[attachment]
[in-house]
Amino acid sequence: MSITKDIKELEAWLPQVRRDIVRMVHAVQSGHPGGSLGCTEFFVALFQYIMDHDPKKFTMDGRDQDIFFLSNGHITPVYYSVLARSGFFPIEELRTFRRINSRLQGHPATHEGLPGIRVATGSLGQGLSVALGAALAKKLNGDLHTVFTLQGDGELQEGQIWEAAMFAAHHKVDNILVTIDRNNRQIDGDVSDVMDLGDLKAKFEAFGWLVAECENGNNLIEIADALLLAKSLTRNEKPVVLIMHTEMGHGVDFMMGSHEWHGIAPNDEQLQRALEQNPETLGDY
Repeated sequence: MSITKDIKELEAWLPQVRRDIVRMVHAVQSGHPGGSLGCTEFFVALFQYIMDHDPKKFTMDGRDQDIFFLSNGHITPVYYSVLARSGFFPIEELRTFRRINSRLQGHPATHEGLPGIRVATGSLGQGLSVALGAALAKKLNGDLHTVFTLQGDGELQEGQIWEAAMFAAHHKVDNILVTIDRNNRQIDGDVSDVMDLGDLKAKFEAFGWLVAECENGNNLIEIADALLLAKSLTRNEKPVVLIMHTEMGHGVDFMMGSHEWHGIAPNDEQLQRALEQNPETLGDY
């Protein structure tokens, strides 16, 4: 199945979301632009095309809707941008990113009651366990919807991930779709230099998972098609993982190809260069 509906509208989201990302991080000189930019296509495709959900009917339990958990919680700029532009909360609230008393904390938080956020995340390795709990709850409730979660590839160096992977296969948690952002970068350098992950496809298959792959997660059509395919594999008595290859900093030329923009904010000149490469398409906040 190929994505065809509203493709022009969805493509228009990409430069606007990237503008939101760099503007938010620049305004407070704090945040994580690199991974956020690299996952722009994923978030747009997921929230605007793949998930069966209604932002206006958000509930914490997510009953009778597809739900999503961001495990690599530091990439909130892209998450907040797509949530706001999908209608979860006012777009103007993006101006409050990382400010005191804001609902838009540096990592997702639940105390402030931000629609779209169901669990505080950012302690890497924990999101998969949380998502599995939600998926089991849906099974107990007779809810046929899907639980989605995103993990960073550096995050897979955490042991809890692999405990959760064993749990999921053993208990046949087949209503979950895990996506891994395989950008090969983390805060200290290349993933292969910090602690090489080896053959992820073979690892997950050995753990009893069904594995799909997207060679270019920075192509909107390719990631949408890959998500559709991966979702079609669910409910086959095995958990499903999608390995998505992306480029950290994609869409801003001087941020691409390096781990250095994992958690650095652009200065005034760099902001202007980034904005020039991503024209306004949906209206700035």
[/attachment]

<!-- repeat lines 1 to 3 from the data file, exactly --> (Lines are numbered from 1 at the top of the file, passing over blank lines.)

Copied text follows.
[in-house]
Amino acid sequence: MSITKDIKELEAWLPQVRRDIVRMVHAVQSGHPGGSLGCTEFFVALFQYIMDHDPKKFTMDGRDQDIFFLSNGHITPVYYSVLARSGFFPIEELRTFRRINSRLQGHPATHEGLPGIRVATGSLGQGLSVALGAALAKKLNGDLHTVFTLQGDGELQEGQIWEAAMFAAHHKVDNILVTIDRNNRQIDGDVSDVMDLGDLKAKFEAFGWLVAECENGNNLIEIADALLLAKSLTRNEKPVVLIMHTEMGHGVDFMMGSHEWHGIAPNDEQLQRALEQNPETLGDY
Repeated sequence: MSITKDIKELEAWLPQVRRDIVRMVHAVQSGHPGGSLGCTEFFVALFQYIMDHDPKKFTMDGRDQDIFFLSNGHITPVYYSVLARSGFFPIEELRTFRRINSRLQGHPATHEGLPGIRVATGSLGQGLSVALGAALAKKLNGDLHTVFTLQGDGELQEGQIWEAAMFAAHHKVDNILVTIDRNNRQIDGDVSDVMDLGDLKAKFEAFGWLVAECENGNNLIEIADALLLAKSLTRNEKPVVLIMHTEMGHGVDFMMGSHEWHGIAPNDEQLQRALEQNPETLGDY